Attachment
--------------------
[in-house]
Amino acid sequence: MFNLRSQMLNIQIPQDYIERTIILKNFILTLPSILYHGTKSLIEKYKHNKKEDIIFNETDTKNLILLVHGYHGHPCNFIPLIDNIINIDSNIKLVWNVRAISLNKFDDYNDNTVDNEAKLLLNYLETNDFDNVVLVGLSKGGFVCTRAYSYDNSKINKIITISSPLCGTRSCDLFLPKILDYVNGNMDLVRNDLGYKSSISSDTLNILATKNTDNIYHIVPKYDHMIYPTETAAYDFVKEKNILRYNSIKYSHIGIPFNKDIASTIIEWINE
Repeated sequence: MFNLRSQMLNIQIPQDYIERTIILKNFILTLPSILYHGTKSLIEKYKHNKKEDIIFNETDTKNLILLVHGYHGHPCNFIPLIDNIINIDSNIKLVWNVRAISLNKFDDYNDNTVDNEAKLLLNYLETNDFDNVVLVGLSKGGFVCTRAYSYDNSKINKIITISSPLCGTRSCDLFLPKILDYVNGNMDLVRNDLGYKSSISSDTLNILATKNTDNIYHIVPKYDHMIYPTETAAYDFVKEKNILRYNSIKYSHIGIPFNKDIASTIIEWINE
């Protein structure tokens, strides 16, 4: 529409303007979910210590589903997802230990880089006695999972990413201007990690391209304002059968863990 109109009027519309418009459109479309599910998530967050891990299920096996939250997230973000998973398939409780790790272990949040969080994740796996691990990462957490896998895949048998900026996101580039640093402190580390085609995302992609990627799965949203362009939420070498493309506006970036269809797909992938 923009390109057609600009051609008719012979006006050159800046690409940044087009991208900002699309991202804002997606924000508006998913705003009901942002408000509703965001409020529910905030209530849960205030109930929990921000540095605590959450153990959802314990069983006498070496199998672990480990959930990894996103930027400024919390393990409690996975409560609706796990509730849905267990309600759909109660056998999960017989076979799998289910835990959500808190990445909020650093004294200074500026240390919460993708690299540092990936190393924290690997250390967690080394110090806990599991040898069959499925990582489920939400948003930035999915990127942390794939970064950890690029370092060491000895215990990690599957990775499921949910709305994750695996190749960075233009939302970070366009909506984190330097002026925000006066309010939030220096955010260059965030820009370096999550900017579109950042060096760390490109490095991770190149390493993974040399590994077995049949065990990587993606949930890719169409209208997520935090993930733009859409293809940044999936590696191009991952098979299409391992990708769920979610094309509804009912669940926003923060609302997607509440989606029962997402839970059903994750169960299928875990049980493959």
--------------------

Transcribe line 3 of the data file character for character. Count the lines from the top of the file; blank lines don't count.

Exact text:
Repeated sequence: MFNLRSQMLNIQIPQDYIERTIILKNFILTLPSILYHGTKSLIEKYKHNKKEDIIFNETDTKNLILLVHGYHGHPCNFIPLIDNIINIDSNIKLVWNVRAISLNKFDDYNDNTVDNEAKLLLNYLETNDFDNVVLVGLSKGGFVCTRAYSYDNSKINKIITISSPLCGTRSCDLFLPKILDYVNGNMDLVRNDLGYKSSISSDTLNILATKNTDNIYHIVPKYDHMIYPTETAAYDFVKEKNILRYNSIKYSHIGIPFNKDIASTIIEWINE